August and Piratesconspired to knock down the ratings for this year's Emmy awards to an average 9.2 rating and a 15 share versus last year's 12.5/20. Last year, however, the awards show aired in late September, as audiences were returning to their TV sets for the start of the new season. It also didn't have to compete with a showing of a hit movie, in this year's case ABC's telecast of Pirates of the Caribbean: The Curse of the Black Pearl,which averaged a 6.0/10. NBC's telecast of the red-carpet goings-on at 7:00, which posted a 5.1/9, was also thoroughly trounced by CBS's 60 Minutes, which recorded an 8.0/14. The Emmy telecast peaked in the 9:00 p.m. hour with an 11.0/17, but Piratesalso did well in that hour, registering a 7.0/11.


Emmy voters, often hooted by TV critics after the awards are presented, were generally being congratulated all around by them for, as Verne Gay remarked in today's Newsday, finally getting it right -- awarding 24 the trophy for best drama and The Office the trophy for best comedy. "In other words, the two best shows in their respective categories actually won," Gay wrote. "When was the last time you or anyone else heard those words in connection with an Emmy Awards ceremony?" As usual, HBO was the biggest winner with 26 awards (nine for the miniseries Elizabeth I). Critics thought the best man or woman won in the top acting categories as well. Kiefer Sutherland took the Emmy for best actor in a dramatic series (24), while Tony Shalhoub won for comedy series (Monk) -- his third win in four attempts. Mariska Hargitay won the best actress award in a dramatic series (Law & Order: SVU), while Julia Louis-Dreyfus accepted it for The New Adventures of Old Christine. Dreyfus, the former Seinfeldco-star, referred to the so-called Seinfeld Curse that has struck down every other show featuring a Seinfeldregular until Christine came along. "I'm not somebody who believes in curses," she said on stage, "but curse this, baby."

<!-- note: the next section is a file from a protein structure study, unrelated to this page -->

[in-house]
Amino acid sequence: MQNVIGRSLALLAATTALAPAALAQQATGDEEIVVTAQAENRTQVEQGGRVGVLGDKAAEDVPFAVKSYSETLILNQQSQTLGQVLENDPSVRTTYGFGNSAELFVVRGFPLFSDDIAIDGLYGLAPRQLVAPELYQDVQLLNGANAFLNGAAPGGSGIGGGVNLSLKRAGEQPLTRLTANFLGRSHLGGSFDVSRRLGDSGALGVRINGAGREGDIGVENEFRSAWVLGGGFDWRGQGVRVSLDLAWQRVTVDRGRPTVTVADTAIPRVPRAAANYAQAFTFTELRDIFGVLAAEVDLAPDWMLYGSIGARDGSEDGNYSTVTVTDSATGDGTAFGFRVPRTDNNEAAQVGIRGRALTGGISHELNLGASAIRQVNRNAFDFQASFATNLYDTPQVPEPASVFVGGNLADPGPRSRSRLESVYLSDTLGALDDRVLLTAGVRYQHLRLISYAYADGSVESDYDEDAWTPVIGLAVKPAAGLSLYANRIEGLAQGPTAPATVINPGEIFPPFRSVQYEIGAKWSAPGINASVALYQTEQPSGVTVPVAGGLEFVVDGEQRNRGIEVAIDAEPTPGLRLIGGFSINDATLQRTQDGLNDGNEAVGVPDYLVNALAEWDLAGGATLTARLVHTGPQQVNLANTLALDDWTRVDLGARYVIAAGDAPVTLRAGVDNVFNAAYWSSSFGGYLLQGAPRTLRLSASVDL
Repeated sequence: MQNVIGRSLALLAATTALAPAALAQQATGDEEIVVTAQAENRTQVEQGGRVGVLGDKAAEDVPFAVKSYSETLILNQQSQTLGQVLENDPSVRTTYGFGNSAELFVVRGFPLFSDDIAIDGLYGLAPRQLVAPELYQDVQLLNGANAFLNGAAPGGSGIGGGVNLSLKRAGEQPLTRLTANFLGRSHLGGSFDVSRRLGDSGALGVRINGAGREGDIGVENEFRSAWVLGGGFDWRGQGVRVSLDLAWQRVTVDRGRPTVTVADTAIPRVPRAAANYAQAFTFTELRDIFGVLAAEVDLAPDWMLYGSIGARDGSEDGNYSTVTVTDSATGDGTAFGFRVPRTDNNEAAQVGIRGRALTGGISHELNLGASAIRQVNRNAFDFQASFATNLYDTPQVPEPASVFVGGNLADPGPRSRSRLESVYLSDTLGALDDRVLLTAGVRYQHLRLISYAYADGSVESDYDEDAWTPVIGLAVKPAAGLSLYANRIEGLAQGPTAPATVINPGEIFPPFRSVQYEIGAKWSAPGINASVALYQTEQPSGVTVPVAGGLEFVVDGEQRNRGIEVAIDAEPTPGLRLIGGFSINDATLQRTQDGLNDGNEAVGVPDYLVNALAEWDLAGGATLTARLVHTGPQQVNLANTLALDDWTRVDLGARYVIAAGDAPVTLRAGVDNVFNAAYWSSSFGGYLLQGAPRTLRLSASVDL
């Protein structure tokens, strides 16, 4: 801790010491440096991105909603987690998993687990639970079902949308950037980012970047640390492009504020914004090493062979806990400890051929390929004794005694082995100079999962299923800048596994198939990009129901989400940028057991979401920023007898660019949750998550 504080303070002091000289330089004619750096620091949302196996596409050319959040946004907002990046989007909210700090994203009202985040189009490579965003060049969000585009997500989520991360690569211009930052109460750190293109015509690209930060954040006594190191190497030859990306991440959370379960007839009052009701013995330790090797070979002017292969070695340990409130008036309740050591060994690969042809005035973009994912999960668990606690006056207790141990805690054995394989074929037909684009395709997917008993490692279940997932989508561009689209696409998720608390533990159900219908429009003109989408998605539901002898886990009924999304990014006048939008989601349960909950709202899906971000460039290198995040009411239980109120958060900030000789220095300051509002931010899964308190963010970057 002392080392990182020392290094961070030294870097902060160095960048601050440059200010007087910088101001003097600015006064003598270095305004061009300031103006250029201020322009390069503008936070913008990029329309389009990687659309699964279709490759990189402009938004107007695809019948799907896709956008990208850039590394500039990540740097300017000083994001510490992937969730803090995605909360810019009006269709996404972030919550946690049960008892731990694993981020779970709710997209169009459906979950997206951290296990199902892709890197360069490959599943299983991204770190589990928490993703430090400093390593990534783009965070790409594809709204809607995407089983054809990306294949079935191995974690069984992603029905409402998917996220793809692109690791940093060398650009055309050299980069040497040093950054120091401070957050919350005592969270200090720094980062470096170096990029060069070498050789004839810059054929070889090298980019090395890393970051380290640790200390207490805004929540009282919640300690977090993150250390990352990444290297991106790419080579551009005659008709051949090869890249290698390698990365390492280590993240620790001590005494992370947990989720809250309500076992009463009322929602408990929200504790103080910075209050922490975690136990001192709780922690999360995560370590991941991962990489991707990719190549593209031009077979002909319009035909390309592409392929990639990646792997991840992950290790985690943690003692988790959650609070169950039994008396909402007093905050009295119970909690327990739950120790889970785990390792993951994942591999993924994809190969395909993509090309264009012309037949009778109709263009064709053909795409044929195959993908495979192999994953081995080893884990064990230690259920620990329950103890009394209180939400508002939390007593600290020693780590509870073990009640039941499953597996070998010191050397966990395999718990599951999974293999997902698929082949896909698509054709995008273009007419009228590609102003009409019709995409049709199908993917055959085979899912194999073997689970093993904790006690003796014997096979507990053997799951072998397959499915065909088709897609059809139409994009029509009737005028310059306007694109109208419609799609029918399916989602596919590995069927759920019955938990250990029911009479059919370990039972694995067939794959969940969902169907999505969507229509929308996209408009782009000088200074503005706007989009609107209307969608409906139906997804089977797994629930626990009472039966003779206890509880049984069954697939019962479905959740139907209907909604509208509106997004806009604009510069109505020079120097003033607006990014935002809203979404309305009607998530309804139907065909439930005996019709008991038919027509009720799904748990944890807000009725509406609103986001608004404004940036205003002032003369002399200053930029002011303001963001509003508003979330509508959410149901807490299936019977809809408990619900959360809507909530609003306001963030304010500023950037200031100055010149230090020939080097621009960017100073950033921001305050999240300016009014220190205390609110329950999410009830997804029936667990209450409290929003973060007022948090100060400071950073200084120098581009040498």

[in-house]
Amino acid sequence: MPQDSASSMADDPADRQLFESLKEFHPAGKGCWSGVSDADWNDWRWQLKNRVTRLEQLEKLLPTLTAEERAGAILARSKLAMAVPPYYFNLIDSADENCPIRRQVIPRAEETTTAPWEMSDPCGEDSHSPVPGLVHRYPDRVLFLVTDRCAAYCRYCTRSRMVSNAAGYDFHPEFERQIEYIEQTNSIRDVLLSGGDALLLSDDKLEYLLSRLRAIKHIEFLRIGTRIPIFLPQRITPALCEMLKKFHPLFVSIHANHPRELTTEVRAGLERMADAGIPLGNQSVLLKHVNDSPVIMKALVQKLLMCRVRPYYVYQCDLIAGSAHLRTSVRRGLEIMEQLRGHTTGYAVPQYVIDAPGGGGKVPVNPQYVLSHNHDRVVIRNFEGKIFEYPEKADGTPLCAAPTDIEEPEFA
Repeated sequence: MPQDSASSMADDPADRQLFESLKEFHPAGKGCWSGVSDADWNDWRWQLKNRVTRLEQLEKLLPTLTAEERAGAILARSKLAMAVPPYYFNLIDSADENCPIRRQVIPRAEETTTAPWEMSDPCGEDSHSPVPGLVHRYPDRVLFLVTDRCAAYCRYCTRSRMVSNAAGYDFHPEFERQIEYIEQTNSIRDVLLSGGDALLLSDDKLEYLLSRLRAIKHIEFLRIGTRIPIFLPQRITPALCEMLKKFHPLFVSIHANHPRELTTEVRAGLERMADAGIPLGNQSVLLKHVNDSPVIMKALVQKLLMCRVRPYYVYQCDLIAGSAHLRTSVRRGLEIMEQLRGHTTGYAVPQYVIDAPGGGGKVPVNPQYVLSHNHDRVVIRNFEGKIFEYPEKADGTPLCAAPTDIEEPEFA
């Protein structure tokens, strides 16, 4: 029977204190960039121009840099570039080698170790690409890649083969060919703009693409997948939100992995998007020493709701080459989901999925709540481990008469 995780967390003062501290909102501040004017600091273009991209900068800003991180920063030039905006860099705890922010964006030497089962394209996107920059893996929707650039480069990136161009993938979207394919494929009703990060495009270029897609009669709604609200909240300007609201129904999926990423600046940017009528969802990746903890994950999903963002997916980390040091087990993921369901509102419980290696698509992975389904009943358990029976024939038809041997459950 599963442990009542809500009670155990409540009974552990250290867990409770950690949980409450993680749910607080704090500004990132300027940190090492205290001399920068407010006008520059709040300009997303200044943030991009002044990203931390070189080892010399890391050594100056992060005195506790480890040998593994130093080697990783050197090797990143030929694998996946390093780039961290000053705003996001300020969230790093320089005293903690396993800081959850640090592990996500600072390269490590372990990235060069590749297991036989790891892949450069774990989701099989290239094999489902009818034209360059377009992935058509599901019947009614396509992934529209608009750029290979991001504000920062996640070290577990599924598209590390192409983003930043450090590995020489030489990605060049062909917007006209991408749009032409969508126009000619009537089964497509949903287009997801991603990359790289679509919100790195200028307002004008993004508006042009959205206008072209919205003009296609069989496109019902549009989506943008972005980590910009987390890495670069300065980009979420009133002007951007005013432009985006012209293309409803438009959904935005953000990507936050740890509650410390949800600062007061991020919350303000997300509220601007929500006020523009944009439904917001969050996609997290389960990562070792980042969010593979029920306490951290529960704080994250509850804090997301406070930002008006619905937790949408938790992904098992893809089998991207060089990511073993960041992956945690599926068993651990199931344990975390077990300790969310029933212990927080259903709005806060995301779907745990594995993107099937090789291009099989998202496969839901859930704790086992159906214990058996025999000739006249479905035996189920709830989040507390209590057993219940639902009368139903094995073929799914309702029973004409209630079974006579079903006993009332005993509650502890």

Conan O'Brien received high marks as host of the affair. Robert Bianco in USA Todaywrote that he "invigorated his portions of the three-hour NBC broadcast with the same inventive flair and loopy, self-lacerating wit that powers his Emmy-nominated late-night show." Referring to a running gag that had "beloved TV icon Bob Newhart," as O'Brien described him, placed in an airtight tank with exactly three hours of air, where he would die if the show ran over three hours, David Bianculli wrote in the New York Daily News: "O'Brien made clock-watching, and the predictable Emmy overrun, a tongue-in-cheek blood sport." Frazier Moore of the Associated Press put it this way: "Conan was a destroyer on the Emmycast." And Melanie McFarland summed up in the Seattle Post-Intelligencer: "O'Brien will once again go down as one of the best hosts this show has ever had." Unfortunately, a plane-crash skit at the beginning of O'Brien's opening, inspired by the crash in Lost, was panned for insensitivity following, as it did, the real-life plane crash in Lexington, KY, which took the lives of 49 people on board. In the Los Angeles Times, Scott Collins called it, "a cringe-inducing clinker." L.A. Weeklycolumnist Nikki Finke asked, "Really, is there even one person at NBC with a brain left in his head?" In Lexington, Tim Gilbert, who runs the local NBC affiliate, said that the skit aired immediately after the station's coverage of the crash. "At the station, we were as horrified as they were at home," Gilbert said.


Kidnapped Fox News journalists Steve Centanni and Olaf Wiig were freed Sunday after two weeks in captivity. While their kidnappers released a video showing them dressed in traditional Arab garb and apparently converting to Islam, Centanni said that the scene was staged at gunpoint. "It was something we felt we had to do because they had the guns, and we didn't know what the hell was going on," he said. At a news conference, Centanni said that he hoped that his experience will not scare other journalists from covering the story of what is taking place in Gaza. "Because the Palestinian people are very beautiful, kind-hearted, loving people who the world needs to know more about." In a statement, Fox News chief Roger Ailes thanked those who had helped secure the release of the newsmen. "The entire international community is beginning to realize that journalists should never be hostages or pawns in world events. Their job is to tell the story of the world as it unfolds," Ailes said. Also on Sunday two Reuters TV newsmen were wounded in Gaza when their armored car was hit by an Israeli missile. Although the vehicle was clearly marked with "TV" in English, Arabic, and Hebrew, the Israeli military said it was "acting suspiciously." The Foreign Press Association in Tel Aviv called the claim "outrageous."